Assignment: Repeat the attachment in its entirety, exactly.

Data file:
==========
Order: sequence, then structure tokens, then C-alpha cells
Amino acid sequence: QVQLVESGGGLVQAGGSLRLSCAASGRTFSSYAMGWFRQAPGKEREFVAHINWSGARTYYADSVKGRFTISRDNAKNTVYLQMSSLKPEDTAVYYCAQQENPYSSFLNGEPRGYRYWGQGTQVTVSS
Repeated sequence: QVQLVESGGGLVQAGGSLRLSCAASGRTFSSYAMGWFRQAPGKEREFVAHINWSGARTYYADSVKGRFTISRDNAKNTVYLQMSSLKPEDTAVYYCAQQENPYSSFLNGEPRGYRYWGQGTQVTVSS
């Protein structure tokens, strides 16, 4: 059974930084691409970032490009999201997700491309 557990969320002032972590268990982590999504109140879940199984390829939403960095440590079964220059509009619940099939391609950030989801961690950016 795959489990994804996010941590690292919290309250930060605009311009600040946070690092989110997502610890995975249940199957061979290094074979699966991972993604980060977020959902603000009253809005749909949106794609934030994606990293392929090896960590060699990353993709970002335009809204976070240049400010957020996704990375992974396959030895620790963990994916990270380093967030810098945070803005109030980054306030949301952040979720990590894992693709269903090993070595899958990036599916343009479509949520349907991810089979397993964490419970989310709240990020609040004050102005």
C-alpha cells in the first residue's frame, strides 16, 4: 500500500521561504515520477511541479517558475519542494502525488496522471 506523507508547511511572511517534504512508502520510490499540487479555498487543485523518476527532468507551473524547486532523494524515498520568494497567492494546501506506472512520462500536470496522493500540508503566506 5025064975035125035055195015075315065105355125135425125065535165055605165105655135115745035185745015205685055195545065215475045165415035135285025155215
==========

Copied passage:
Order: sequence, then structure tokens, then C-alpha cells
Amino acid sequence: QVQLVESGGGLVQAGGSLRLSCAASGRTFSSYAMGWFRQAPGKEREFVAHINWSGARTYYADSVKGRFTISRDNAKNTVYLQMSSLKPEDTAVYYCAQQENPYSSFLNGEPRGYRYWGQGTQVTVSS
Repeated sequence: QVQLVESGGGLVQAGGSLRLSCAASGRTFSSYAMGWFRQAPGKEREFVAHINWSGARTYYADSVKGRFTISRDNAKNTVYLQMSSLKPEDTAVYYCAQQENPYSSFLNGEPRGYRYWGQGTQVTVSS
């Protein structure tokens, strides 16, 4: 059974930084691409970032490009999201997700491309 557990969320002032972590268990982590999504109140879940199984390829939403960095440590079964220059509009619940099939391609950030989801961690950016 795959489990994804996010941590690292919290309250930060605009311009600040946070690092989110997502610890995975249940199957061979290094074979699966991972993604980060977020959902603000009253809005749909949106794609934030994606990293392929090896960590060699990353993709970002335009809204976070240049400010957020996704990375992974396959030895620790963990994916990270380093967030810098945070803005109030980054306030949301952040979720990590894992693709269903090993070595899958990036599916343009479509949520349907991810089979397993964490419970989310709240990020609040004050102005």
C-alpha cells in the first residue's frame, strides 16, 4: 500500500521561504515520477511541479517558475519542494502525488496522471 506523507508547511511572511517534504512508502520510490499540487479555498487543485523518476527532468507551473524547486532523494524515498520568494497567492494546501506506472512520462500536470496522493500540508503566506 5025064975035125035055195015075315065105355125135425125065535165055605165105655135115745035185745015205685055195545065215475045165415035135285025155215